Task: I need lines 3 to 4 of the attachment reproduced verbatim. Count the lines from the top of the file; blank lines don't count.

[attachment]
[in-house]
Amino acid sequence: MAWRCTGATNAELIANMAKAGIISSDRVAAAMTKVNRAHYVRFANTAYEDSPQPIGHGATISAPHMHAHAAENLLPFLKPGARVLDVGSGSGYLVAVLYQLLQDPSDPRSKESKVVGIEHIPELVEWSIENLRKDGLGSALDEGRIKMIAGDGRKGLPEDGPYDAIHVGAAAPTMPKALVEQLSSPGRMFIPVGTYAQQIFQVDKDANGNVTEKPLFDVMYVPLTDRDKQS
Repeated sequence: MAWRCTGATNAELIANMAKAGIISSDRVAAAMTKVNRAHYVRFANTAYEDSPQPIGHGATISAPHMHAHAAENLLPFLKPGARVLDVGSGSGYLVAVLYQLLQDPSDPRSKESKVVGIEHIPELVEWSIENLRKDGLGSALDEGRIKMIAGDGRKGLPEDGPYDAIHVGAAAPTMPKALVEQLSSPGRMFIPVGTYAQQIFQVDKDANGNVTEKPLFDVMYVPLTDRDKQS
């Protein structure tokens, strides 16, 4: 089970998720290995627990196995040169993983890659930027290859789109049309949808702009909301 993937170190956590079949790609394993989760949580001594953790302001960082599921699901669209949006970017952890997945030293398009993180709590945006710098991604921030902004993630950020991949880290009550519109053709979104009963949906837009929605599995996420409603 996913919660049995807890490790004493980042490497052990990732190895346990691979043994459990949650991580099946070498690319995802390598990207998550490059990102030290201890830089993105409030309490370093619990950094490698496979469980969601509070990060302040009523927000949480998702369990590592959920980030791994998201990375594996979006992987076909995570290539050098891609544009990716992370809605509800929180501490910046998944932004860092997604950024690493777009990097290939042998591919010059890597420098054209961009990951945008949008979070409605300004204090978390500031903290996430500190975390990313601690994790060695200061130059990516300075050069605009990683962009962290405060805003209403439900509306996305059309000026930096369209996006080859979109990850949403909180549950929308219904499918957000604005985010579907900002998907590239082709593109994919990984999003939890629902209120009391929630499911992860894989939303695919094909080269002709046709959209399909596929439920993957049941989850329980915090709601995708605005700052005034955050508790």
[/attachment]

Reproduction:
Repeated sequence: MAWRCTGATNAELIANMAKAGIISSDRVAAAMTKVNRAHYVRFANTAYEDSPQPIGHGATISAPHMHAHAAENLLPFLKPGARVLDVGSGSGYLVAVLYQLLQDPSDPRSKESKVVGIEHIPELVEWSIENLRKDGLGSALDEGRIKMIAGDGRKGLPEDGPYDAIHVGAAAPTMPKALVEQLSSPGRMFIPVGTYAQQIFQVDKDANGNVTEKPLFDVMYVPLTDRDKQS
């Protein structure tokens, strides 16, 4: 089970998720290995627990196995040169993983890659930027290859789109049309949808702009909301 993937170190956590079949790609394993989760949580001594953790302001960082599921699901669209949006970017952890997945030293398009993180709590945006710098991604921030902004993630950020991949880290009550519109053709979104009963949906837009929605599995996420409603 996913919660049995807890490790004493980042490497052990990732190895346990691979043994459990949650991580099946070498690319995802390598990207998550490059990102030290201890830089993105409030309490370093619990950094490698496979469980969601509070990060302040009523927000949480998702369990590592959920980030791994998201990375594996979006992987076909995570290539050098891609544009990716992370809605509800929180501490910046998944932004860092997604950024690493777009990097290939042998591919010059890597420098054209961009990951945008949008979070409605300004204090978390500031903290996430500190975390990313601690994790060695200061130059990516300075050069605009990683962009962290405060805003209403439900509306996305059309000026930096369209996006080859979109990850949403909180549950929308219904499918957000604005985010579907900002998907590239082709593109994919990984999003939890629902209120009391929630499911992860894989939303695919094909080269002709046709959209399909596929439920993957049941989850329980915090709601995708605005700052005034955050508790």